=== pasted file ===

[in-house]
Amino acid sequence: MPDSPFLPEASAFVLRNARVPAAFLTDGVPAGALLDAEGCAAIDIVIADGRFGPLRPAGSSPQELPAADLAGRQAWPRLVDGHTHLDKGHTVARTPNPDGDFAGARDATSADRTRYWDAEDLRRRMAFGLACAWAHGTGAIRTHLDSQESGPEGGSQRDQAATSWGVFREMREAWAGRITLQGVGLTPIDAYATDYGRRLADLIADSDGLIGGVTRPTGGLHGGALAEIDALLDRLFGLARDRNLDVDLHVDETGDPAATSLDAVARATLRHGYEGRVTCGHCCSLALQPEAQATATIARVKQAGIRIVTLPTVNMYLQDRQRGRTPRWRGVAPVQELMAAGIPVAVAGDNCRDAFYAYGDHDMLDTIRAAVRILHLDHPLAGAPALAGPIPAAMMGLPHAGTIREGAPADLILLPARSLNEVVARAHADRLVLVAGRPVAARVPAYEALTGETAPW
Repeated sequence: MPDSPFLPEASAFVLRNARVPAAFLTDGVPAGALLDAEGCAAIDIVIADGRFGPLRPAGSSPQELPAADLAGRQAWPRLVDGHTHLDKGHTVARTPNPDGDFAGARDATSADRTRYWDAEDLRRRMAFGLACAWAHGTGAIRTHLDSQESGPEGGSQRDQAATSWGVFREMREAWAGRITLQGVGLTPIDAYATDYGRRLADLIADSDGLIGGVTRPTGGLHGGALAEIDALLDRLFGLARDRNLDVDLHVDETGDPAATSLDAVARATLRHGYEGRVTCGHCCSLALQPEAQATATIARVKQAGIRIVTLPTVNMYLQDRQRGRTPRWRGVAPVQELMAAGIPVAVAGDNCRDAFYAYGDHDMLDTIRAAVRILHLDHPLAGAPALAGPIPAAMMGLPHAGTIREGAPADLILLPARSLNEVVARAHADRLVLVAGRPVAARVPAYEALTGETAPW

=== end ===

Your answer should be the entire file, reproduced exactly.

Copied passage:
[in-house]
Amino acid sequence: MPDSPFLPEASAFVLRNARVPAAFLTDGVPAGALLDAEGCAAIDIVIADGRFGPLRPAGSSPQELPAADLAGRQAWPRLVDGHTHLDKGHTVARTPNPDGDFAGARDATSADRTRYWDAEDLRRRMAFGLACAWAHGTGAIRTHLDSQESGPEGGSQRDQAATSWGVFREMREAWAGRITLQGVGLTPIDAYATDYGRRLADLIADSDGLIGGVTRPTGGLHGGALAEIDALLDRLFGLARDRNLDVDLHVDETGDPAATSLDAVARATLRHGYEGRVTCGHCCSLALQPEAQATATIARVKQAGIRIVTLPTVNMYLQDRQRGRTPRWRGVAPVQELMAAGIPVAVAGDNCRDAFYAYGDHDMLDTIRAAVRILHLDHPLAGAPALAGPIPAAMMGLPHAGTIREGAPADLILLPARSLNEVVARAHADRLVLVAGRPVAARVPAYEALTGETAPW
Repeated sequence: MPDSPFLPEASAFVLRNARVPAAFLTDGVPAGALLDAEGCAAIDIVIADGRFGPLRPAGSSPQELPAADLAGRQAWPRLVDGHTHLDKGHTVARTPNPDGDFAGARDATSADRTRYWDAEDLRRRMAFGLACAWAHGTGAIRTHLDSQESGPEGGSQRDQAATSWGVFREMREAWAGRITLQGVGLTPIDAYATDYGRRLADLIADSDGLIGGVTRPTGGLHGGALAEIDALLDRLFGLARDRNLDVDLHVDETGDPAATSLDAVARATLRHGYEGRVTCGHCCSLALQPEAQATATIARVKQAGIRIVTLPTVNMYLQDRQRGRTPRWRGVAPVQELMAAGIPVAVAGDNCRDAFYAYGDHDMLDTIRAAVRILHLDHPLAGAPALAGPIPAAMMGLPHAGTIREGAPADLILLPARSLNEVVARAHADRLVLVAGRPVAARVPAYEALTGETAPW